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PR EPA EXPANDS REPORTING OF TOXIC CHEMICAL RELEASES TO COMMUN

Release Date: 11/29/94
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PR EPA EXPANDS REPORTING OF TOXIC CHEMICAL RELEASES TO COMMUN

FOR RELEASE: MONDAY, NOVEMBER 28, 1994

EPA EXPANDS REPORTING OF TOXIC CHEMICAL RELEASES TO COMMUNITIES, STREAMLINES REPORTING FOR SMALL BUSINESSES

The U.S. Environmental Protection Agency today announced a final rule to protect public health by providing communities information they need about releases of toxic chemicals in their local areas. EPA is adding 286 chemicals -

    nearly double the current amount -- to the Toxic Release Inventory, a community-right-to-know program that lists chemical releases from industry and other sources throughout the country and makes that data available to the public.
In a related action, EPA announced another final rule that will make it easier for small businesses to provide communities the information they need about low volumes of chemical releases through use of a shorter, less timeconsuming reporting form.

EPA Administrator Carol M. Browner said, "This vital information about pollution in our communities allows citizens to be informed and involved in environmental decision-making as never before. Community-right-to-know laws are a common sense way to protect public health, and I encourage citizens to use the data to work with local facilities to address pollution issues in their communities."

In 1992, 334 chemicals were included on the TRI. As part of the Clinton Administration's commitment to community right to know, the number of chemicals for which releases must be made public to local communities will now expand to 654, an increase of 286 chemicals.

The alternative reporting rule is the result of extensive consultation with industry, labor unions, public interest groups and others. Browner said, "By working with industry and the communities who use this data, we've come up with a common sense way to make it easier for industries that release lower amounts of these chemicals to provide the information that citizens need and want to know."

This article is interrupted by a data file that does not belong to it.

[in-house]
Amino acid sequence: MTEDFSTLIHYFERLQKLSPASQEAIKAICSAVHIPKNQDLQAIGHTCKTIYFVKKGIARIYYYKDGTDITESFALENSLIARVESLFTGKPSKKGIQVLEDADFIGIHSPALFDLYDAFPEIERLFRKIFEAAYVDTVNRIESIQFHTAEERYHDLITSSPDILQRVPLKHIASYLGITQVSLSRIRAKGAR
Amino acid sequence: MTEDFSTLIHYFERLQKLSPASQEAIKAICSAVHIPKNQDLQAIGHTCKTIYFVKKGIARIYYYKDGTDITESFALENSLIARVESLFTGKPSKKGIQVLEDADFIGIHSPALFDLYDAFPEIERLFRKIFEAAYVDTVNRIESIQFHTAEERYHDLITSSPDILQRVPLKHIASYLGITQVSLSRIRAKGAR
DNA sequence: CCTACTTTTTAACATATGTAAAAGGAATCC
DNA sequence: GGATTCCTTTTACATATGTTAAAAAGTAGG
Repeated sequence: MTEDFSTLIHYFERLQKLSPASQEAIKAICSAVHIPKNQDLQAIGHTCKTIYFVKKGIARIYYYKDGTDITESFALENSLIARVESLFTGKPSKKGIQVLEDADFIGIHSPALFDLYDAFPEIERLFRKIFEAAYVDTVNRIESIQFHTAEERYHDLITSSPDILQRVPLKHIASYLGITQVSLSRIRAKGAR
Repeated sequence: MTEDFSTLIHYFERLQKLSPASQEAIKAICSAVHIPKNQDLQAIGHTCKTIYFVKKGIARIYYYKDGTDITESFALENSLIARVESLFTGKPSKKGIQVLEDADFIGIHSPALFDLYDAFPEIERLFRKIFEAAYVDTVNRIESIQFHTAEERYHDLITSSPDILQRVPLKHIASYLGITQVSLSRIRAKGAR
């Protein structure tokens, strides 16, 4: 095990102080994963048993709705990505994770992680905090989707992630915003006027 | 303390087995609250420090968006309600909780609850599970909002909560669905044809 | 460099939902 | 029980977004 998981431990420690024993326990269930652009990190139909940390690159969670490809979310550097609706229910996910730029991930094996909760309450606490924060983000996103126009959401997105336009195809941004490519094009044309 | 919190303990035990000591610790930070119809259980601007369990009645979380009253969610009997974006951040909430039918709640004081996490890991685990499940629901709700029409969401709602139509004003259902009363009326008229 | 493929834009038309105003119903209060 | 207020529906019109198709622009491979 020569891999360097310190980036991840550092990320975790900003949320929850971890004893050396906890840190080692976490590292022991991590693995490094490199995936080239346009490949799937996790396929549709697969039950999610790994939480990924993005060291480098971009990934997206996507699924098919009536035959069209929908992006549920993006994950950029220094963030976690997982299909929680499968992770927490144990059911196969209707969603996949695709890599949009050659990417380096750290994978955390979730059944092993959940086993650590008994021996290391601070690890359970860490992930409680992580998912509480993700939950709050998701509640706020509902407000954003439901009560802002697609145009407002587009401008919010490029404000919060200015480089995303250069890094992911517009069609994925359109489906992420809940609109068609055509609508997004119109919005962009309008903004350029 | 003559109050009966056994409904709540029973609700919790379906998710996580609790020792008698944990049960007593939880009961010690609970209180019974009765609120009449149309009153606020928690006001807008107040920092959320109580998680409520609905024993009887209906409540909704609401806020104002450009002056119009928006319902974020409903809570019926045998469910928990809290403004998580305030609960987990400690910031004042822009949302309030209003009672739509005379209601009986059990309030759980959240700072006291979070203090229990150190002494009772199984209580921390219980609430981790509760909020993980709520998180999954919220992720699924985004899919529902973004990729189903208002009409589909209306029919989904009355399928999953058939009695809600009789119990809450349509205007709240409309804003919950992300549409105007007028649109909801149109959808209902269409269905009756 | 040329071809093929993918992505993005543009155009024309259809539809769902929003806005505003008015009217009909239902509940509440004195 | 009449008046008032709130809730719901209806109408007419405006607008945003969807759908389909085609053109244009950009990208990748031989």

The database of chemicals that can harm public health or the environment represents the Agency's commitment to the community right-to-know law. Companies must report annually to EPA and the states on their releases of these chemicals into the environment and their transfer of these chemicals off-site for waste management. EPA then makes these data available to the public, which can use them to assess risks in local communities. Before today's proposal, there were slightly more than 350 chemicals or chemical categories on the list.

The Agency believes that broadening the scope of the chemical list will provide citizens with a more complete picture of chemicals that affect their communities. In addition, the expansion will focus industry's attention on further pollution prevention or source reduction opportunities. Finally, the expansion will provide a broad, multimedia picture of these additional chemicals, not currently evident or possible from single media permitting or data collection activities.

The alternative reporting rule has its roots in EPA's need to respond to petitions from the Small Business Administration and the American Feed Industry Association that requested relief from the TRI reporting burden. The new rule stipulates that only facilities which report more than 500 pounds of a TRI

chemical, or manufacture, process or use more than 1 million pounds of a TRI chemical, need to complete the current longer form. Prior to the passage of this new rule, all facilities reporting to the TRI completed the same extensive long form.

In addition to today's TRI expansion, EPA over the past year has added 34 chemicals to the TRI list, including ozone-depleting HCFCs and chemicals regulated under the Resource Conservation and Recovery Act.

The TRI data are available to the public in several formats including online access to computer databases, CD-ROM and computer diskettes. For general information on access to any data formats call 202-260-1531. EPA also maintains a technical hotline to help the public understand TRI reporting at 1-800-353-0202.

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